When warm air meets your cold basement walls, it creates condensation. The higher the humidity levels in your basement, the greater the condensation, resulting in droplets on the wall and even small puddles. Even an open basement window can allow humid air to flow in and condense on cooler surfaces.

Sources of Moisture in a Basement

Poor Drainage System

Water builds up in the soil whenever it rains or the snow melts. And if your home lies in an area with a high water table, it’s possible that the soil cannot drain off all the water it receives. An efficient drainage system prevents oversaturated soil and directs the water away from your basement. Otherwise, the water will flow wherever possible, hence your wet basement.

Signs of a poor drainage system include water seepage over your basement wall, water stains along the wall, or water coming through the cove joint.

Bowed and Cracked Walls and Floor

Hydrostatic pressure is a force that occurs when water builds up in the soil around your basement and pushes against your foundation. The greater the water saturation, the greater the force. Hydrostatic pressure can cause your basement walls to bow and crack and worsen any existing damage. Once your basement wall is bowed or cracked, water can seep into your basement with the same hydrostatic pressure and capillary action – water flowing through narrow openings without gravity.

Leaky Windows or Pipes

Water can quickly enter your basement if the windows and pipes are not sealed correctly or if your window well is clogged.

Sump Pump Failure

If you already have a sump pump installed and are still experiencing a wet basement, you could have an issue with your sump pump. To learn why your sump pump may have failed, see The Truth About Battery Backup Systems For Sump Pumps.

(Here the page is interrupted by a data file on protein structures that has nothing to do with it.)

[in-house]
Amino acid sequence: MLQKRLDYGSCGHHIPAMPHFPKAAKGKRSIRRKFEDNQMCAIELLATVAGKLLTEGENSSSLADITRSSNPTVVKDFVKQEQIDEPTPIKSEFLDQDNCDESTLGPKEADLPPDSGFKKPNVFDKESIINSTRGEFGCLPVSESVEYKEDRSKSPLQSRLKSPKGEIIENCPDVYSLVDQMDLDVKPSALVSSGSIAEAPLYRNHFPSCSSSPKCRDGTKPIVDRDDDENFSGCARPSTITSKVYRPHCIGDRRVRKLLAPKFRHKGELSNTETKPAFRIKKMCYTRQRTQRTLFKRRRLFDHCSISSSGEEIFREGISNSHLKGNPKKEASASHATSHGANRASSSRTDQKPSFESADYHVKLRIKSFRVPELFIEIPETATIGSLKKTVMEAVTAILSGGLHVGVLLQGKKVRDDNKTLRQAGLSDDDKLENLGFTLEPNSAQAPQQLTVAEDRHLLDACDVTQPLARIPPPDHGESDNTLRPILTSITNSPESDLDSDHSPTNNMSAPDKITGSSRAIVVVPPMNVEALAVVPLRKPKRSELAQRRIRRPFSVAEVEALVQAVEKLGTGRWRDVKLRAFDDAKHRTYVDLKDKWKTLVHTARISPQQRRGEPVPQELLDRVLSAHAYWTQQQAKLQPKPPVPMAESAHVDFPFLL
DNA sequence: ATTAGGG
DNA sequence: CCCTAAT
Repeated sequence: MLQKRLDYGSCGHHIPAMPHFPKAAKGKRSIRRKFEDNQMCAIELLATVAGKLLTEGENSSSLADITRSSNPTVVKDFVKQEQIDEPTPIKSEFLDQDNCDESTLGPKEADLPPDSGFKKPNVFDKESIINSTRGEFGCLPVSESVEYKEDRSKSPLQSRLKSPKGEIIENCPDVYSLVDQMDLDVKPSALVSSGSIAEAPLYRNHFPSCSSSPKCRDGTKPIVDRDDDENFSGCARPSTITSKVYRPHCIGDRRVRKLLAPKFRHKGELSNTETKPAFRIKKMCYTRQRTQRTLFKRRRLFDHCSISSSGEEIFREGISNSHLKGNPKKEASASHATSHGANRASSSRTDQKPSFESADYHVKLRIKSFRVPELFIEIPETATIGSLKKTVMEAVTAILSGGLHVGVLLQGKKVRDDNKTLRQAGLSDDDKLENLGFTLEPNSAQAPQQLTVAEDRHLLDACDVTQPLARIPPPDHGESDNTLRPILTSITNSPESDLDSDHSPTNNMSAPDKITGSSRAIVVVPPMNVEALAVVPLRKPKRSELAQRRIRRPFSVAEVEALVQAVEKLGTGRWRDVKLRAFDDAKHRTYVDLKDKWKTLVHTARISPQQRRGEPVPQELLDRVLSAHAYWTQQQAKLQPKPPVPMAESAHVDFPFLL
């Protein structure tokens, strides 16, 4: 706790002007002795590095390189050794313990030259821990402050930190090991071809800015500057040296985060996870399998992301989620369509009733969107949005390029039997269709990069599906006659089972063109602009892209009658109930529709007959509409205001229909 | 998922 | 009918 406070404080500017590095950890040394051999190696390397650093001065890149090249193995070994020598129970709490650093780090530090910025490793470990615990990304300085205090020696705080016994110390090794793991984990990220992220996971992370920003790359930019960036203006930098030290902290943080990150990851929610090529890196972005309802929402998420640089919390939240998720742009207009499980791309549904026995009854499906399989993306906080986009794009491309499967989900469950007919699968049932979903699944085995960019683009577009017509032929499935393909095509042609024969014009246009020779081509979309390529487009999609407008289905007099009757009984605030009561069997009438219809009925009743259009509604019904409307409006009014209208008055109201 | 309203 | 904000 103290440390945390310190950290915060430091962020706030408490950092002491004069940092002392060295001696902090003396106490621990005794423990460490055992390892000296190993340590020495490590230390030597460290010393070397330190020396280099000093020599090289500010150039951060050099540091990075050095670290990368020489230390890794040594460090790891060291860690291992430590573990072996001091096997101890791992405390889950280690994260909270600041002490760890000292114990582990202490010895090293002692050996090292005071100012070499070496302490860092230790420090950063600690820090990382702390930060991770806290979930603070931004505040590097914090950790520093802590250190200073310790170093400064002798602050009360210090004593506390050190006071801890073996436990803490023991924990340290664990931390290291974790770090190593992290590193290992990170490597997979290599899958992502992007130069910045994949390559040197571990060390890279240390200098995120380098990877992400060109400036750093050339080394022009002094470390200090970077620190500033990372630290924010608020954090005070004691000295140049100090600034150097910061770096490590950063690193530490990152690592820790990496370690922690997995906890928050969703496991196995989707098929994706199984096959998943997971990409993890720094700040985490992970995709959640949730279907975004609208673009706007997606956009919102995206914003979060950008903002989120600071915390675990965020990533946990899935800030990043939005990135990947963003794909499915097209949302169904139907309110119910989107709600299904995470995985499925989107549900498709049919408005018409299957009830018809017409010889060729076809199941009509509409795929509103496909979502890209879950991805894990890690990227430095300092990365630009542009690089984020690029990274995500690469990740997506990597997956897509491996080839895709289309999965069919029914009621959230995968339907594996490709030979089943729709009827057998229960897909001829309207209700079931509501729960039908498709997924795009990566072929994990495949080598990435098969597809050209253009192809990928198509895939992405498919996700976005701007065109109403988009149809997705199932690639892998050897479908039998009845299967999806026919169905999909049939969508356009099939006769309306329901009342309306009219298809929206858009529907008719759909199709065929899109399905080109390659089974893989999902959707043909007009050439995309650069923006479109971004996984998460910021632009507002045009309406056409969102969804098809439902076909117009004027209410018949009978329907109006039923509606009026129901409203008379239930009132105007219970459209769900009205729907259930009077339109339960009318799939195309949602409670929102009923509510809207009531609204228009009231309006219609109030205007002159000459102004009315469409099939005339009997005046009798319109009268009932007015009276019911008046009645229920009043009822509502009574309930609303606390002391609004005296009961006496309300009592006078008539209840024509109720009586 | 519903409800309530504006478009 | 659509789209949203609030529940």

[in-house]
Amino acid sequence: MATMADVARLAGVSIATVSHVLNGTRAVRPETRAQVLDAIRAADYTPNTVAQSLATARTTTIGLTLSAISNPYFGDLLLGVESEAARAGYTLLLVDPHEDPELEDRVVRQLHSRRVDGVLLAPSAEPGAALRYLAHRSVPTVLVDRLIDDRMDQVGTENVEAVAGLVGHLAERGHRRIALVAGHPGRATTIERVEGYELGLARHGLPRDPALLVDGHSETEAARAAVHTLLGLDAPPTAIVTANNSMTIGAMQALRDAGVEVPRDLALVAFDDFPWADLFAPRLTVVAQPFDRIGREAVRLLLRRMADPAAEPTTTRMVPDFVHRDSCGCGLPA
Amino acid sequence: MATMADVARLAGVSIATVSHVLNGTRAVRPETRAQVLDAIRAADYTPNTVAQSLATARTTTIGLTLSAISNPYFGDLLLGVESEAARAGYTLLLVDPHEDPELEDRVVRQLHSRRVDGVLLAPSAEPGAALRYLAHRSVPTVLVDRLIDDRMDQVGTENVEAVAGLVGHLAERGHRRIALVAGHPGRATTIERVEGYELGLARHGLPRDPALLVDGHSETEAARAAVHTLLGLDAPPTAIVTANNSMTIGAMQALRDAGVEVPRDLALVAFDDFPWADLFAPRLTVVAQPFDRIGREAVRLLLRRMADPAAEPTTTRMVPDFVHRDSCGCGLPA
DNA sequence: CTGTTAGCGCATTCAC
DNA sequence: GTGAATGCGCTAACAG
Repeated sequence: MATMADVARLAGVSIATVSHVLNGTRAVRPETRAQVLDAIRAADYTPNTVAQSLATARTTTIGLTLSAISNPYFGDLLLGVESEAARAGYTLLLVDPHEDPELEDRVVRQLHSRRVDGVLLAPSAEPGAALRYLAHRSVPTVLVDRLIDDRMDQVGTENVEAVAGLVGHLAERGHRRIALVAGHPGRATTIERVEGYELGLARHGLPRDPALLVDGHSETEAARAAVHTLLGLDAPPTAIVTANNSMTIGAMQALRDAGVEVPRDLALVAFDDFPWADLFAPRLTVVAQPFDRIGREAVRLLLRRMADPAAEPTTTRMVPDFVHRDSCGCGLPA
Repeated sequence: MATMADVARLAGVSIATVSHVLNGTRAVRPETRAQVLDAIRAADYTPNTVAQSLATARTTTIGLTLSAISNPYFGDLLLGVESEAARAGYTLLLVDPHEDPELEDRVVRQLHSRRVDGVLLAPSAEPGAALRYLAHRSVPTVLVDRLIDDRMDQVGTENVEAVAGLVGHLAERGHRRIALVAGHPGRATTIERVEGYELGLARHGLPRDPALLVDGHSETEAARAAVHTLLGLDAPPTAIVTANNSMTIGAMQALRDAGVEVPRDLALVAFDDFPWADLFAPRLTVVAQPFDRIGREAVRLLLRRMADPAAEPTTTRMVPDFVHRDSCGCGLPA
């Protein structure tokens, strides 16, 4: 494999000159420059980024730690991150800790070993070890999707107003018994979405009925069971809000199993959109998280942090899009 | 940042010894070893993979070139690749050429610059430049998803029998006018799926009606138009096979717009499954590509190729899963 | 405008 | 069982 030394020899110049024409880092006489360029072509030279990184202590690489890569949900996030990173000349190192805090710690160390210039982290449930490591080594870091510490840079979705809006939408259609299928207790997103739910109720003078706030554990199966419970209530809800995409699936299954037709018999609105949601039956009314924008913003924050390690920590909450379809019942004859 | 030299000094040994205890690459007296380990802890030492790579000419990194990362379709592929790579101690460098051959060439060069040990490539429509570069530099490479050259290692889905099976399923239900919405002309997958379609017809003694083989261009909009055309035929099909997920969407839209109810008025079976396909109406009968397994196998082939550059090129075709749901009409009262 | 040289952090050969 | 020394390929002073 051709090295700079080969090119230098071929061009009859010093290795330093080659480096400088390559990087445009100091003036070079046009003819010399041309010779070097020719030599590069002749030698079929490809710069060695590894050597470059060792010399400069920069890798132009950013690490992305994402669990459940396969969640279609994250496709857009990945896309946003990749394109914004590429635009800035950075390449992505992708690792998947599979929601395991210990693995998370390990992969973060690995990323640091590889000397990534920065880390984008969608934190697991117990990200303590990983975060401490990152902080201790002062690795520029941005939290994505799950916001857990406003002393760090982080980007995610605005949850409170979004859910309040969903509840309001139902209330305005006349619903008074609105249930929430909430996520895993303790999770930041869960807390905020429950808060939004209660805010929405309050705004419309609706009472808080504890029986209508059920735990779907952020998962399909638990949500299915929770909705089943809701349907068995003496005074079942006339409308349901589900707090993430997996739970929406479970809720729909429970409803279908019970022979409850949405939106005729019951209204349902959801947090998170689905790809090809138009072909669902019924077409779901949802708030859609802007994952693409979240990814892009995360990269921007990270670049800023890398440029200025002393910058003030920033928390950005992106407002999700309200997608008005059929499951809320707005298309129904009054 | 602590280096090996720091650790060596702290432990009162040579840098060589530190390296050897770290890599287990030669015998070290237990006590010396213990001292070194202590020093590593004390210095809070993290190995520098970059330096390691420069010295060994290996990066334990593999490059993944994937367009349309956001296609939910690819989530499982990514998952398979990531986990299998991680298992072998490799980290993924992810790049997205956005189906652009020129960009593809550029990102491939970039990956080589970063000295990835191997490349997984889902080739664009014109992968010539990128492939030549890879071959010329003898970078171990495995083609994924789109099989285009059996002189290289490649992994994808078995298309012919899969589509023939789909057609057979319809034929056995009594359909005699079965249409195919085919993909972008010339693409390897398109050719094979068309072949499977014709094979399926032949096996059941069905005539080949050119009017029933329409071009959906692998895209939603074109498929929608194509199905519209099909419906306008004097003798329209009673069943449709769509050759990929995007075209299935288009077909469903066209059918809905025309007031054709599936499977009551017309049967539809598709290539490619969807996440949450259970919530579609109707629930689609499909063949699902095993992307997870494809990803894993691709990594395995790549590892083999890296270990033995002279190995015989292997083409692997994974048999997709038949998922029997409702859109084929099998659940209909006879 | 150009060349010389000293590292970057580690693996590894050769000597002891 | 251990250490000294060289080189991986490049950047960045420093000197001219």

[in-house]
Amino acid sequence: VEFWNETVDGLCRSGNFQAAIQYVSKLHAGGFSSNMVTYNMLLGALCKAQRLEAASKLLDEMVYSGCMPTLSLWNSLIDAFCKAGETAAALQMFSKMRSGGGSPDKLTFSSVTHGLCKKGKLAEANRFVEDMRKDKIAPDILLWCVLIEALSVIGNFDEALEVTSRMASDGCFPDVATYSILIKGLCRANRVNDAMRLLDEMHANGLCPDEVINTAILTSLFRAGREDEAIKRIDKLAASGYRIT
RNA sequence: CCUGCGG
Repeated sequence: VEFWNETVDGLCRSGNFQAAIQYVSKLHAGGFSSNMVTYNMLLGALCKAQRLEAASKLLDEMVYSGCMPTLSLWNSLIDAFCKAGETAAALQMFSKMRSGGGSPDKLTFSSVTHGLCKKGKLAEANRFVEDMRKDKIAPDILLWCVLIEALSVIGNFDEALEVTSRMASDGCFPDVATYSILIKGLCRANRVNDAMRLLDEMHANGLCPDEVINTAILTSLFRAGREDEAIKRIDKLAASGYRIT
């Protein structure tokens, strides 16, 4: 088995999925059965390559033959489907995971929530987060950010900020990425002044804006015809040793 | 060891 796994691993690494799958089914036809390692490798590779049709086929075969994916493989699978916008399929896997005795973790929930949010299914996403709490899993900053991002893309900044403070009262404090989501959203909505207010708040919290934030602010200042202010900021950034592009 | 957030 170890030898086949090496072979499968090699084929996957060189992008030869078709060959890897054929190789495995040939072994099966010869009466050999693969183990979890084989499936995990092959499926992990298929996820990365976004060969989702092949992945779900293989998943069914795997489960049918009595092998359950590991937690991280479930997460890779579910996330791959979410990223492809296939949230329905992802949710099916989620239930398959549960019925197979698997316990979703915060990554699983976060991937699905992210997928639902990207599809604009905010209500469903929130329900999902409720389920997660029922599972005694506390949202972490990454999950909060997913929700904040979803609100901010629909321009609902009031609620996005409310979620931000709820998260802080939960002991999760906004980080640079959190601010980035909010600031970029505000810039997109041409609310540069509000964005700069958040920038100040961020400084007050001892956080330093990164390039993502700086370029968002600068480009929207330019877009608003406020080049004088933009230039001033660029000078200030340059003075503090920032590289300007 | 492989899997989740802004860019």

How Can I Stop Water from Coming into My Basement?

To prevent water damage in your basement, try the following:

  1. Regrade your lawn. Ensure the ground is sloped away from your home so water is carried away and not pooling near your basement.
  2. Install and maintain an efficient gutter system. Gutter systems must be debris-free, have sufficient downspouts, and use extenders to carry water at least ten feet away from your foundation.
  3. Waterproof your basement. Address all leaks and cracks, correct structural issues, and install a moisture barrier.
  4. Control humidity. Once you have waterproofed your basement, you can still have water damage from unregulated humidity levels. If you have a shower, stove, or unvented clothes dryer in your basement, these can contribute to higher humidity levels. Consider installing a dehumidifier and appropriate exhaust fans to regulate the humidity.
  5. Install a drainage system. This ensures that any existing water near your foundation is removed. Options include an interior or exterior drain tile system, a French drain, and a sump pump. A professional can recommend the best drainage system for your home.

Who Do I Call About Water in My Basement?

If you notice frequent water damage in your basement, you need a reliable basement waterproofing and foundation repair expert. We have serviced happy customers throughout Nebraska, Iowa, Kansas, and Missouri since 1994. We can help you identify the source of the water damage as well as help you find the best solution to repair and stop it.


Dave Epp

Dave is the President at Epp Foundation Repair with over 27 years of experience in the industry. Dave has worked on thousands of foundation, basement, concrete, and crawl space repair projects since 1993. Dave is involved in several civic and church organizations and enjoys coaching youth sports, mainly football, golfing, and elk hunting.